Anil Agarwal, the Indian billionaire behind Vedanta, another mining giant, already owns a 12.4 per cent stake in Anglo American MATT WRITTLE/The TimesAnil Agarwal is raising his stake in Anglo American after announcing plans to buy up to £1.5 billion-worth of new shares in the company. The Indian billionaire behind Vedanta, another mining giant, already owns a 12.4 per cent stake in Anglo American after a £2 billion share purchase in March.
Ever tried selling a used electric car? It’s not much fun. The technology is evolving so quickly that the prices of vehicles even only a few years old are tumbling with alarming speed. A Nissan Leaf that set you back £26,000 new three years ago might fetch less than £7,000 today. Used electric vehicles pose specific challenges, above all degrading batteries that can hobble a car’s range and ability if they are not properly cared for.
Growing numbers of people are using the devices to watch films and TV box sets such as Game of Thrones Home Box OfficeYoung women in Britain are spending almost three hours every day using their smartphones to access the internet. Indeed, smartphones are now used by three quarters of the population, according to Enders Analysis, the industry research group.
Muck Rack makes it simple to find people, tweets, or articles that mention any name, keyword, company, hashtag etc. We've compiled this guide to help you make the most of your search.
Selecting a term
Start searching tweets, articles from media outlets, articles mentioned in tweets, journalists'
names, titles and bios with some suggested searches:
Companies or Topics (e.g. iPhone, Microsoft)
Phrases (e.g. "cloud computing") — use quotes to keep the terms together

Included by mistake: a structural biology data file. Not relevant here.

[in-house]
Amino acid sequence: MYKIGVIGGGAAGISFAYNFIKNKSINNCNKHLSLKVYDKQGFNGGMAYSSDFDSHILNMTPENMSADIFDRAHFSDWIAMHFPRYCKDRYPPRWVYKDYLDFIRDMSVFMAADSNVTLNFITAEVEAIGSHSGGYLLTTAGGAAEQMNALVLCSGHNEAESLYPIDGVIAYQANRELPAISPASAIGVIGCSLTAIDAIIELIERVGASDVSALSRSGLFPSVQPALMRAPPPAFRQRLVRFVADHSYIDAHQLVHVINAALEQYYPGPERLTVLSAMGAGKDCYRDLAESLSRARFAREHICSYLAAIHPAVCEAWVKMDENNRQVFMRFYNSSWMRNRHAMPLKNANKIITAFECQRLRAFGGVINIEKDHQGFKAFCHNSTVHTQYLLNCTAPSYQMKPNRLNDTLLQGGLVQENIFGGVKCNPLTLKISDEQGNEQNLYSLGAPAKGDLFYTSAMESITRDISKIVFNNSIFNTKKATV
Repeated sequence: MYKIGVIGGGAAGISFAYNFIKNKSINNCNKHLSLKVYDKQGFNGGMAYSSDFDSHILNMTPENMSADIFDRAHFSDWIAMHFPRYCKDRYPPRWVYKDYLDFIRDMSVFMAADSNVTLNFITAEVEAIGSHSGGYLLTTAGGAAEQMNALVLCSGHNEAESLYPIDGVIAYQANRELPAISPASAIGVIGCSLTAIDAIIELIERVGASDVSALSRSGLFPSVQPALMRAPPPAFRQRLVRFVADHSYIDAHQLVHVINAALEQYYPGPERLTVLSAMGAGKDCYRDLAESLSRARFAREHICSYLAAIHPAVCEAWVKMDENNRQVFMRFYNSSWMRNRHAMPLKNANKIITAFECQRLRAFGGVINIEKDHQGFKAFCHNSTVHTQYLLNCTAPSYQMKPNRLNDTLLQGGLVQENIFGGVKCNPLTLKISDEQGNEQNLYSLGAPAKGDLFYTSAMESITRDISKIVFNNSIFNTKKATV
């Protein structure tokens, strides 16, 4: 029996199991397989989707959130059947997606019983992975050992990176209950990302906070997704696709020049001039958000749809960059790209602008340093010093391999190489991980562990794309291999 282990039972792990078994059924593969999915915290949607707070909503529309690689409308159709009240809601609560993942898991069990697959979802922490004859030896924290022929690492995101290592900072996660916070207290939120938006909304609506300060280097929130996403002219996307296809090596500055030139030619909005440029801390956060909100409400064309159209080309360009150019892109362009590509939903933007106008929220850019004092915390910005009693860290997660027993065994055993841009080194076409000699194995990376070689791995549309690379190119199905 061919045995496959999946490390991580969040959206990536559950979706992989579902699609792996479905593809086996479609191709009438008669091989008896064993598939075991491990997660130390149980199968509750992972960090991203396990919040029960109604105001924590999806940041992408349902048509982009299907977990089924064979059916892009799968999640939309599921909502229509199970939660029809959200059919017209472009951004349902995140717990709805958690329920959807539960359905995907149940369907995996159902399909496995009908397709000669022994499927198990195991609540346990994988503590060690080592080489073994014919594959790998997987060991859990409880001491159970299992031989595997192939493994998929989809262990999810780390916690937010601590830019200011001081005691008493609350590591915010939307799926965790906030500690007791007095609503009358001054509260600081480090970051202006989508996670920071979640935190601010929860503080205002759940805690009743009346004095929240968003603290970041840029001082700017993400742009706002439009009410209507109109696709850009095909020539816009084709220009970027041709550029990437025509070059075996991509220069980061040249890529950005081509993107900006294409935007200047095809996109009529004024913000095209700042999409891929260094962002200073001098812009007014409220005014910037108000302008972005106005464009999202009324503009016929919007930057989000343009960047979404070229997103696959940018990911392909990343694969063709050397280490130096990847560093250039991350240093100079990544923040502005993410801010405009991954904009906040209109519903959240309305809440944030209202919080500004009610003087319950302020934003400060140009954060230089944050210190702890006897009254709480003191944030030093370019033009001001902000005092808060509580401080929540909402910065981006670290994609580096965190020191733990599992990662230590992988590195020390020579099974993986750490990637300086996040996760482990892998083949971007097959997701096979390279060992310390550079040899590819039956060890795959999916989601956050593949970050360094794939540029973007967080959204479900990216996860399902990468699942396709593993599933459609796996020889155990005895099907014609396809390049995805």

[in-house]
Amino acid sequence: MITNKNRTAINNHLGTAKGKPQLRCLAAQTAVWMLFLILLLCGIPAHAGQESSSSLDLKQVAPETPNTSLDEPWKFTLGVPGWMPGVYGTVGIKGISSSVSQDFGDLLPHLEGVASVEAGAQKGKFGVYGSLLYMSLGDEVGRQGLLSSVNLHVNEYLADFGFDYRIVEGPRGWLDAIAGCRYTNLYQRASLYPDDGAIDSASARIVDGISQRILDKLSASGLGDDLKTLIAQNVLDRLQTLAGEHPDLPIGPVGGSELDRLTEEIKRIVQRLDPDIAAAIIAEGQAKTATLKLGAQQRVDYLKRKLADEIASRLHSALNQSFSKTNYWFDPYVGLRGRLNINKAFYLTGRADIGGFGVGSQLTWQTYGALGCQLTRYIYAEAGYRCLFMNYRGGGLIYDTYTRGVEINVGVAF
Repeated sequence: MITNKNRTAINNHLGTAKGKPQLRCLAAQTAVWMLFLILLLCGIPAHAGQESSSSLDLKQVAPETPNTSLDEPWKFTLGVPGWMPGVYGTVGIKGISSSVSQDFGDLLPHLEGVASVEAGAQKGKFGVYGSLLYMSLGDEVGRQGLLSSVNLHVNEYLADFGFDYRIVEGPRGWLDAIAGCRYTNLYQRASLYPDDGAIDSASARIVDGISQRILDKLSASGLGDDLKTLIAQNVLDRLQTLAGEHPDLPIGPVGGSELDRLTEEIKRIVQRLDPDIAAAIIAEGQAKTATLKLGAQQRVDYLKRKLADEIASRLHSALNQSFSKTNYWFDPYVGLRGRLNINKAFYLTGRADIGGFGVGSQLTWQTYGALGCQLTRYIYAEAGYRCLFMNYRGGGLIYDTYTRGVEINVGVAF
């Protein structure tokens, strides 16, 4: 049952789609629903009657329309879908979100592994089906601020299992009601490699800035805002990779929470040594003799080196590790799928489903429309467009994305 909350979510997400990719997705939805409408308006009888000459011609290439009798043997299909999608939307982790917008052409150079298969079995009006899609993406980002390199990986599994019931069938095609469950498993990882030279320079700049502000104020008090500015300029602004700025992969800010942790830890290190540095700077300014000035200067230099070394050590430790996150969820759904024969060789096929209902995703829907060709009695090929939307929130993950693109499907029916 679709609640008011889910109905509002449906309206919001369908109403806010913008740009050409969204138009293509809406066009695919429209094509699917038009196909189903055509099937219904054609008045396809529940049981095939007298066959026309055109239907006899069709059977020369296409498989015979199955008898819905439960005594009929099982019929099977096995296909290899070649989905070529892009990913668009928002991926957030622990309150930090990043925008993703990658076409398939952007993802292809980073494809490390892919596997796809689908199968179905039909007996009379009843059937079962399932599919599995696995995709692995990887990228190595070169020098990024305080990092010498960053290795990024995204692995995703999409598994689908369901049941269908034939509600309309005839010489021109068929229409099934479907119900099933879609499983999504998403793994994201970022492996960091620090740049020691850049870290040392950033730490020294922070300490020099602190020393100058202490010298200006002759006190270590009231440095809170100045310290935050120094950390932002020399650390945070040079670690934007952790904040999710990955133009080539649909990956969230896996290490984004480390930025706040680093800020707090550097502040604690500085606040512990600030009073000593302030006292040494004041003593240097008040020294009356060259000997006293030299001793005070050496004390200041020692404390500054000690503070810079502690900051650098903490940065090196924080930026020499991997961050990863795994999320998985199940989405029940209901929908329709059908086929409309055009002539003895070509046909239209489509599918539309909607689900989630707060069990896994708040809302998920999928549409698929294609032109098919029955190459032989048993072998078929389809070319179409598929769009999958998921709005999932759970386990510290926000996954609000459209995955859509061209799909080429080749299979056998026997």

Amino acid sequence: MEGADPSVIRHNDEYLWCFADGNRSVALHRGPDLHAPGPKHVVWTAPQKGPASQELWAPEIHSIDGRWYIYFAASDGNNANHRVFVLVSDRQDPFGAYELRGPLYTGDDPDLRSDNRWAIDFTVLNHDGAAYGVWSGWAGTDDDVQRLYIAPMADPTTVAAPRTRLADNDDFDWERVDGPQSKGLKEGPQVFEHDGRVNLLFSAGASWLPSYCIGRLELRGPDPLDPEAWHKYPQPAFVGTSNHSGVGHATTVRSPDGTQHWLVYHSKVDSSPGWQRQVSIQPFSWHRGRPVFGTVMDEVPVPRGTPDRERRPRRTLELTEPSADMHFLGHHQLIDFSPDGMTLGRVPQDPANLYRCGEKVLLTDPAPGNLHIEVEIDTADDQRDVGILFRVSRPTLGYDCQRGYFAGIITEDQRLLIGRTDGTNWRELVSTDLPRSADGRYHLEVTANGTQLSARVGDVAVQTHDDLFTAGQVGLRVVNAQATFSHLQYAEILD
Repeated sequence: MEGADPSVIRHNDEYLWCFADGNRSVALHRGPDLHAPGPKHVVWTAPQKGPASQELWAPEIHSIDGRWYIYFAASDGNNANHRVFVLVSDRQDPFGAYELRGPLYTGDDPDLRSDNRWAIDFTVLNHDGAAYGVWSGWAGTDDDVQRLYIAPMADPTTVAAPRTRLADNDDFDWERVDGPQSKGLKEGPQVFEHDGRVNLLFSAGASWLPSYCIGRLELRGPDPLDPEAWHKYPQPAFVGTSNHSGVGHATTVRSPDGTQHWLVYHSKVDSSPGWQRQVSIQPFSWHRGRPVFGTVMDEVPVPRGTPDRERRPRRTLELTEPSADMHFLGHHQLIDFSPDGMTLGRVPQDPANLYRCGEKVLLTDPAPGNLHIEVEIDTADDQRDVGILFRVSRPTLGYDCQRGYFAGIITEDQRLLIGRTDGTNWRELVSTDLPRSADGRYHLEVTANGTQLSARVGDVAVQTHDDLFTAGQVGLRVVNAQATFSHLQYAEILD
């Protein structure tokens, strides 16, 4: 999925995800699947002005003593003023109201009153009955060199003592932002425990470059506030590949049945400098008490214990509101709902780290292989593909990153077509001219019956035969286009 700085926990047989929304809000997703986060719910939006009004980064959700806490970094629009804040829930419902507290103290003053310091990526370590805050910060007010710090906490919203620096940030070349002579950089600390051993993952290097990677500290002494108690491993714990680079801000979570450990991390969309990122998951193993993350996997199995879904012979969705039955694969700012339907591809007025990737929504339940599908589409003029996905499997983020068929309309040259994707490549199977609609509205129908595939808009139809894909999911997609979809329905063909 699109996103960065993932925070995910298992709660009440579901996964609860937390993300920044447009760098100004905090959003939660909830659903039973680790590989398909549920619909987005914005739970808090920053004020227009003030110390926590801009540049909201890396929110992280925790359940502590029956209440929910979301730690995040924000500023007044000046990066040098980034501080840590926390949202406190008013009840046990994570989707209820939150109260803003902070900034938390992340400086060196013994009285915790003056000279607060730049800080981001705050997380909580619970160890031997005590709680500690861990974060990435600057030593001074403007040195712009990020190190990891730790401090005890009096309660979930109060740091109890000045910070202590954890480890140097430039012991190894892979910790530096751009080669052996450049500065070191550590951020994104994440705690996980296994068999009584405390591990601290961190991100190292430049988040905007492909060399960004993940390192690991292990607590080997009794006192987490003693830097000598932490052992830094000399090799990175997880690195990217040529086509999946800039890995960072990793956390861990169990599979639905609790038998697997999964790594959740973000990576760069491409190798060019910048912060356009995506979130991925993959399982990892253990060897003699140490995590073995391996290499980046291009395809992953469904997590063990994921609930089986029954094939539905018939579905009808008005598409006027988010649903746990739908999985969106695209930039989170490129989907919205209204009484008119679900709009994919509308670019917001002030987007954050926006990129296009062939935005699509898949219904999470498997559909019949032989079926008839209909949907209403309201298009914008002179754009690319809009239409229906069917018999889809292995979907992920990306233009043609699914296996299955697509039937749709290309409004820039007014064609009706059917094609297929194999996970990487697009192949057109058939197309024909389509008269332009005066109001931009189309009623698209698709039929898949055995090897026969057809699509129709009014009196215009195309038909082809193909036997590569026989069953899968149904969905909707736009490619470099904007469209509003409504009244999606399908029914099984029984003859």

Twitter handles (e.g. @username) — returns those who have mentioned or replied to
Names (e.g. "David Pogue")
Hashtags (e.g. #sxsw, #london2012)
Bio details (e.g. vegan, Olympics, father)
Muck Rack's Advanced Search allows for many boolean operators.
Find results that mention multiple specified terms, use AND or
+. For example, ensure each result contains both Elon Musk and Mark Zuckerberg by
searching Obama AND Romney or Obama + Romney.
Use the operators OR or , to broaden your search when you'd like either of
multiple terms to appear in results. (This is the default behavior of our search when no operators
are used.) For example, search for democrat OR republican to find results that refer to
Democrats and/or Republicans.
Use NOT or - to subtract results from your search. For
example, searching Disney will yield results about the Walt Disney Company as well as Walt Disney
World Resort. To exclude mentions of Disney World, search for Disney -World or Disney
When using one of these operators with a phrase, enclose it in quotation marks. For example, you can
find results about smartphones excluding Apple's iPhone 4S by searching smartphone -"iPhone
Exact case matching or punctuation
If you're searching for a brand name or keyword that relies on specific punctuation marks or capitalization, you can
find results that match your exact query by adding matchcase: before the keyword you're searching for, like matchcase:E*TRADE .
Use parentheses to separate multiple
boolean phrases. For example, to find journalists talking about having fun in Disney World or
Disneyland, search for ("disney world" OR disneyland) AND fun.
An asterisk can be used to search for any variation of a root word truncated by the asterisk. For example, searching for admin* will return results for administrator, administration, administer, administered, etc.
A near operator is an AND operator where you can control the distance between the words. You can vary the distance the near operation uses by adding a forward slash and number (between 0-99) such as strawberries NEAR/10 "whipped cream", which means the strawberries must exist within 10 words of "whipped cream".